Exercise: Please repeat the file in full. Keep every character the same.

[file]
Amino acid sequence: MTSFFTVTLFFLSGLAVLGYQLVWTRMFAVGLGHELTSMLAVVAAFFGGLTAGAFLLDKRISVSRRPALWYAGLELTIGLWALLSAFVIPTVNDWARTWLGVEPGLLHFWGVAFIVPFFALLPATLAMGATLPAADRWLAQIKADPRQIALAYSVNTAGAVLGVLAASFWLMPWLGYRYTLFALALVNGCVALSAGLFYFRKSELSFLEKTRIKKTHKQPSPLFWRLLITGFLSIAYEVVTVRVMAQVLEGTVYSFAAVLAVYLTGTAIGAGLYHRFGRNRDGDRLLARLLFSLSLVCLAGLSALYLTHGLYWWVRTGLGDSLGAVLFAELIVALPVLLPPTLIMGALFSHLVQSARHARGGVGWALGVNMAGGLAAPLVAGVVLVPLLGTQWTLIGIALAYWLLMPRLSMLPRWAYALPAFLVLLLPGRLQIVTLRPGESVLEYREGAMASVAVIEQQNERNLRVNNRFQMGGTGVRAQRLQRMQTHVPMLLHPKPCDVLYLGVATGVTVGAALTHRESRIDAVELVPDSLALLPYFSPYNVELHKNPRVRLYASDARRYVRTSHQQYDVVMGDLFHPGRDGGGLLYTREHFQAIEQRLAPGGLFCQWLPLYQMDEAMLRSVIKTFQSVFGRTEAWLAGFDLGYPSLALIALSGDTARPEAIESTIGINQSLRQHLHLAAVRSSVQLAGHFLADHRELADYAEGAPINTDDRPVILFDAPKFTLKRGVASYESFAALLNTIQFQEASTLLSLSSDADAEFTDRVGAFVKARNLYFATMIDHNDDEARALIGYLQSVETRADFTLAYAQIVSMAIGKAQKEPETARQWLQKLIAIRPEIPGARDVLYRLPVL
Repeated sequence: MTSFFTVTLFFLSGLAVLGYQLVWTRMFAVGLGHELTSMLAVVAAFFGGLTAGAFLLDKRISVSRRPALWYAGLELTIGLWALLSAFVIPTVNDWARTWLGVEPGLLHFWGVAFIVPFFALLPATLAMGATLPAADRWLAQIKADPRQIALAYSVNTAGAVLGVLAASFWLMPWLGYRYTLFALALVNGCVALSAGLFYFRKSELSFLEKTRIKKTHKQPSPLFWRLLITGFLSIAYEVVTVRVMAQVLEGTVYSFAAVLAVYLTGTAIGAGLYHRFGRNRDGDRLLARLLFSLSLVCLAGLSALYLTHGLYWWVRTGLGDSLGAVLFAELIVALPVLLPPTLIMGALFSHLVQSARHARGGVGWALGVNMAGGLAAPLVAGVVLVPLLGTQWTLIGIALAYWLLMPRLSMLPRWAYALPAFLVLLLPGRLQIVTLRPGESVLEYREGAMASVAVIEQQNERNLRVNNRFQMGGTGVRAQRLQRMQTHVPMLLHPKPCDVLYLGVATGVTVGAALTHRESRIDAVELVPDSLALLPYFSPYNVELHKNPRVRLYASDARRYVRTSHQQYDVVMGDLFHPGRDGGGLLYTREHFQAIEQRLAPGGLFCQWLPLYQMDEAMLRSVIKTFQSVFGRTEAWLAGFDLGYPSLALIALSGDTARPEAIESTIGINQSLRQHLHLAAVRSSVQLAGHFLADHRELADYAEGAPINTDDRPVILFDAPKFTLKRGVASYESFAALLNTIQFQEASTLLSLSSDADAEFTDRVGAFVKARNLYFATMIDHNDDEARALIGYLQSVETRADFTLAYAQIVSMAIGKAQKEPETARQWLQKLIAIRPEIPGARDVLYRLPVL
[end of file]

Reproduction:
Amino acid sequence: MTSFFTVTLFFLSGLAVLGYQLVWTRMFAVGLGHELTSMLAVVAAFFGGLTAGAFLLDKRISVSRRPALWYAGLELTIGLWALLSAFVIPTVNDWARTWLGVEPGLLHFWGVAFIVPFFALLPATLAMGATLPAADRWLAQIKADPRQIALAYSVNTAGAVLGVLAASFWLMPWLGYRYTLFALALVNGCVALSAGLFYFRKSELSFLEKTRIKKTHKQPSPLFWRLLITGFLSIAYEVVTVRVMAQVLEGTVYSFAAVLAVYLTGTAIGAGLYHRFGRNRDGDRLLARLLFSLSLVCLAGLSALYLTHGLYWWVRTGLGDSLGAVLFAELIVALPVLLPPTLIMGALFSHLVQSARHARGGVGWALGVNMAGGLAAPLVAGVVLVPLLGTQWTLIGIALAYWLLMPRLSMLPRWAYALPAFLVLLLPGRLQIVTLRPGESVLEYREGAMASVAVIEQQNERNLRVNNRFQMGGTGVRAQRLQRMQTHVPMLLHPKPCDVLYLGVATGVTVGAALTHRESRIDAVELVPDSLALLPYFSPYNVELHKNPRVRLYASDARRYVRTSHQQYDVVMGDLFHPGRDGGGLLYTREHFQAIEQRLAPGGLFCQWLPLYQMDEAMLRSVIKTFQSVFGRTEAWLAGFDLGYPSLALIALSGDTARPEAIESTIGINQSLRQHLHLAAVRSSVQLAGHFLADHRELADYAEGAPINTDDRPVILFDAPKFTLKRGVASYESFAALLNTIQFQEASTLLSLSSDADAEFTDRVGAFVKARNLYFATMIDHNDDEARALIGYLQSVETRADFTLAYAQIVSMAIGKAQKEPETARQWLQKLIAIRPEIPGARDVLYRLPVL
Repeated sequence: MTSFFTVTLFFLSGLAVLGYQLVWTRMFAVGLGHELTSMLAVVAAFFGGLTAGAFLLDKRISVSRRPALWYAGLELTIGLWALLSAFVIPTVNDWARTWLGVEPGLLHFWGVAFIVPFFALLPATLAMGATLPAADRWLAQIKADPRQIALAYSVNTAGAVLGVLAASFWLMPWLGYRYTLFALALVNGCVALSAGLFYFRKSELSFLEKTRIKKTHKQPSPLFWRLLITGFLSIAYEVVTVRVMAQVLEGTVYSFAAVLAVYLTGTAIGAGLYHRFGRNRDGDRLLARLLFSLSLVCLAGLSALYLTHGLYWWVRTGLGDSLGAVLFAELIVALPVLLPPTLIMGALFSHLVQSARHARGGVGWALGVNMAGGLAAPLVAGVVLVPLLGTQWTLIGIALAYWLLMPRLSMLPRWAYALPAFLVLLLPGRLQIVTLRPGESVLEYREGAMASVAVIEQQNERNLRVNNRFQMGGTGVRAQRLQRMQTHVPMLLHPKPCDVLYLGVATGVTVGAALTHRESRIDAVELVPDSLALLPYFSPYNVELHKNPRVRLYASDARRYVRTSHQQYDVVMGDLFHPGRDGGGLLYTREHFQAIEQRLAPGGLFCQWLPLYQMDEAMLRSVIKTFQSVFGRTEAWLAGFDLGYPSLALIALSGDTARPEAIESTIGINQSLRQHLHLAAVRSSVQLAGHFLADHRELADYAEGAPINTDDRPVILFDAPKFTLKRGVASYESFAALLNTIQFQEASTLLSLSSDADAEFTDRVGAFVKARNLYFATMIDHNDDEARALIGYLQSVETRADFTLAYAQIVSMAIGKAQKEPETARQWLQKLIAIRPEIPGARDVLYRLPVL